In this piece, rights activist and respected member of the inner bar, Mr Ebun Olu Adegboruwa, SAN, reviews the relationship among the three arms of government in the country and concludes that although both the legislature and the judiciary appear to be under the cage of the executive with life snuffed out of the civil societies and rights groups, yet, the judiciary can still pull its muscle together to bolt out in defence of what is left of constitutionalism in the country.
In his 1651 famous work Leviathan, Thomas Hobbes had predicted that man may one day get to a situation where life would become “nasty, brutish and short”, especially when men of steel are placed in crucial positions of authority.
Some weeks back, I had opined that Nigeria was sliding towards civilian dictatorship, when I concluded as follows: “With the media in the kitty, the judiciary under firm grip, the legislature willing and compliant, the opposition in shambles, the labour unions only existing for wages and emoluments, with civil societies and human rights groups dead and buried, we now seem to be approaching that period that we all dread to talk about, civilian dictatorship. May this never be the lot of Nigeria, at least not in our lifetime.”
We got a glimpse of things to come on December 6, 2019 at the Federal High Court, Abuja, when the publisher of Sahara Reporters online news medium, Mr. Omoyele Sowore, was re-arrested by operatives of the Directorate of State Security, moments after he was released on bail as directed by the court.
Though the accounts of what actually transpired in court have differed substantially according to different authors, but one thing that has been confirmed so far is that Sowore and his co-defendants have not been allowed to enjoy the bail granted to them by the court.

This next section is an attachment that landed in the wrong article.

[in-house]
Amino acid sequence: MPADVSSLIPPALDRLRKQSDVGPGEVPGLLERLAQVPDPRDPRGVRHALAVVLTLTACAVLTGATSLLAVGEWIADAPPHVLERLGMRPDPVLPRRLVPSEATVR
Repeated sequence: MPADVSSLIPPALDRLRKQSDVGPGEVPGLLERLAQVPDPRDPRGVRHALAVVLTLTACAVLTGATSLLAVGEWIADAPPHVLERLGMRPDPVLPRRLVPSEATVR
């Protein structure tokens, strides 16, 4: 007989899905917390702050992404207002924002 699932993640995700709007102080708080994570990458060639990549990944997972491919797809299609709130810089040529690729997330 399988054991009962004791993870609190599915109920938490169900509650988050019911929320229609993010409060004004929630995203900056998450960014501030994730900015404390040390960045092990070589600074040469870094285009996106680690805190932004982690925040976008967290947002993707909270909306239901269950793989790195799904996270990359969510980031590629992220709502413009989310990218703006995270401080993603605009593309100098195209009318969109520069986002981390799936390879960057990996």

It is also not in dispute that DSS operatives invaded the premises of the Federal High Court in Abuja and even entered the courtroom, in the course of active judicial proceedings.
What exactly are the facts?: The federal government of Nigeria, through the DSS, charged Sowore before the Federal High Court, Abuja, for allegedly planning to overthrow the government through his #RevolutionNow campaigns. Upon his arraignment, an application for bail was filed before the court. It was vehemently opposed by the DSS but the court granted it upon very stringent terms, some of which Sowore could not meet, thus prompting his further application to the court to vary the conditions of his bail, which the court granted in part. Eventually, Sowore was able to perfect the conditions of his bail, prompting the judge, after verifying his sureties and their documents, to direct his release from DSS custody, which order was not complied with, for one reason or the other.
On December 5, 2019 when the case came up in court, the judge directed the DSS to release Sowore within twenty-four hours, which order was complied with in the evening of the same day.
The case then came up in court on December 6, 2019, for report of compliance with the order of the court for the release of Sowore and his co-defendant. All hell was however let loose on this day.
From the different video evidence widely circulated concerning the events that took place in court, it became clear that the DSS was not sincere about complying with the order of the court, but rather had a plan to keep Sowore in custody perpetually, in the same way it has kept Col Sambo Dasuki (Retd), since 1999, without trial.
It has since emerged that the DSS is claiming to have filed new charges against Sowore, for which he was to be arrested right on the premises of the court. Then you ask why inside the court premises? What was the need to have asked the defendants to go through the rigour of furnishing sureties, to deposit millions of naira and their title documents pending the trial for which the DSS is not ready to prosecute? Why? Afterall, part of the conditions for his bail as set by the court is that Sowore must remain in Abuja for the duration of his trial. So, the DSS could still have arrested him at any other time without all the drama that ensued.
It does not speak so well of the executive arm of government to keep trampling upon another arm with such brazen effrontery, without regard to the sensitive nature of the judicial arm of government as the main source of hope for the hopeless.
When a judge is unable to guarantee the freedom of a citizen who is standing trial before the court, then impunity has taken the place of law and order, rendering law itself comatose and helpless.